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By John Wetton, Bob Marlette (as Bob Marlett) and Bob Mitchell
Taken from the album 'Battle Lines'
Courtesy of Cromwell Records
Published by Warner Chappell / Full Keel Music Co.
Dial M for Music copyright 1992 See more »
An excellent historical film and the best-ever portrayal of a major turning-point in Scotland's history.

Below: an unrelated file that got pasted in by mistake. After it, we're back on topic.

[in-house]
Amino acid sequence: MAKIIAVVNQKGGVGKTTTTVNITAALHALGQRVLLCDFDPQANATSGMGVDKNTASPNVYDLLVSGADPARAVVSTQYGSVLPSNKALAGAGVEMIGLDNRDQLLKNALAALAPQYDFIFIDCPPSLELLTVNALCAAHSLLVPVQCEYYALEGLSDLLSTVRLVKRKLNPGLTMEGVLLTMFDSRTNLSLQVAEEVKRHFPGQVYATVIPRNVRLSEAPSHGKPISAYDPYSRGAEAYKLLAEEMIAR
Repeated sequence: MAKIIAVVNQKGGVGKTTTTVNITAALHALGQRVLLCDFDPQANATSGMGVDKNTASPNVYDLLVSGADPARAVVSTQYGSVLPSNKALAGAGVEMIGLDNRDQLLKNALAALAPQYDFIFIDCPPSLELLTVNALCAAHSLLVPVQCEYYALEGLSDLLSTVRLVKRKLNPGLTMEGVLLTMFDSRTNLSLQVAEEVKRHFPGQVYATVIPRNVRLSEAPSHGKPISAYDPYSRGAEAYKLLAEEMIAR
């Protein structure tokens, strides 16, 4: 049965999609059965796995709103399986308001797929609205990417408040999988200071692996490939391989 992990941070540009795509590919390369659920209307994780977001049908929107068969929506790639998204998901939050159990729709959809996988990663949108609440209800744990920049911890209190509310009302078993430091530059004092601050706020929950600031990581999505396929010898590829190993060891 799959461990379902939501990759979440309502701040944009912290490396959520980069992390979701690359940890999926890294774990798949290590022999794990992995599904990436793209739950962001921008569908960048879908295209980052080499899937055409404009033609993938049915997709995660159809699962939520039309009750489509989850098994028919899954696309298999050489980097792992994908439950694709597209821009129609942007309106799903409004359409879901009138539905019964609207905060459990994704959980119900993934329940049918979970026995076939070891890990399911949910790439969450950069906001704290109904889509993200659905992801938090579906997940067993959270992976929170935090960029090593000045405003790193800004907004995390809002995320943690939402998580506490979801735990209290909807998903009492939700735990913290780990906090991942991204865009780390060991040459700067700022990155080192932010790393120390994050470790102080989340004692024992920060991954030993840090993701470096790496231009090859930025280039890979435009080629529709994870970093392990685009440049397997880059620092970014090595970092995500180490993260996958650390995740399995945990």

Chasing the Deer is a very fine film - for those acquainted with the historical background of the Scottish civil war in 1745-46, the last attempt to restore the old Stewart royal line in place of the new Hanoverian dynasty, whom the Jacobites regarded as usurpers. Every nuance of the film is historically correct - unlike Braveheart, which is a first-class film but a historical disaster. I can understand the incomprehension of viewers - probably most viewers - who know nothing of Scottish history in the mid-18th century and are therefore unable to appreciate Chasing the Deer's first-rate qualities. The characters of the two main protagonists, Prince Charles Edward and the Duke of Cumberland (both 25 and second cousins) are very accurately portrayed. The film brings out the wide divisions in Scottish (and especially Highland) society between those loyal to the old royal line and those who have already come to terms with the new. Charles Edward won his battles against the government forces at Prestonpans and Falkirk, but the final one at Culloden (the last land battle fought on Scottish soil) ended in disaster for the Jacobite cause and marked a watershed in the history of modern Scotland. Nothing was ever the same again. This film sweeps away all the romantic glamour that has surrounded the name of Charles Edward Stewart. It demolishes the legend that Culloden was a Scottish-English conflict; members of one and the same family could be found fighting on both sides at the battle at Culloden. Of the major historical films about Scotland, Rob Roy probably comes closest to historical accuracy, albeit with Hollywood icing. One could quibble about details of film technique in Chasing the Deer, but for me it remains the best-ever portrayal of a major watershed in Scottish history and the personal motivations of those caught up in the conflict.
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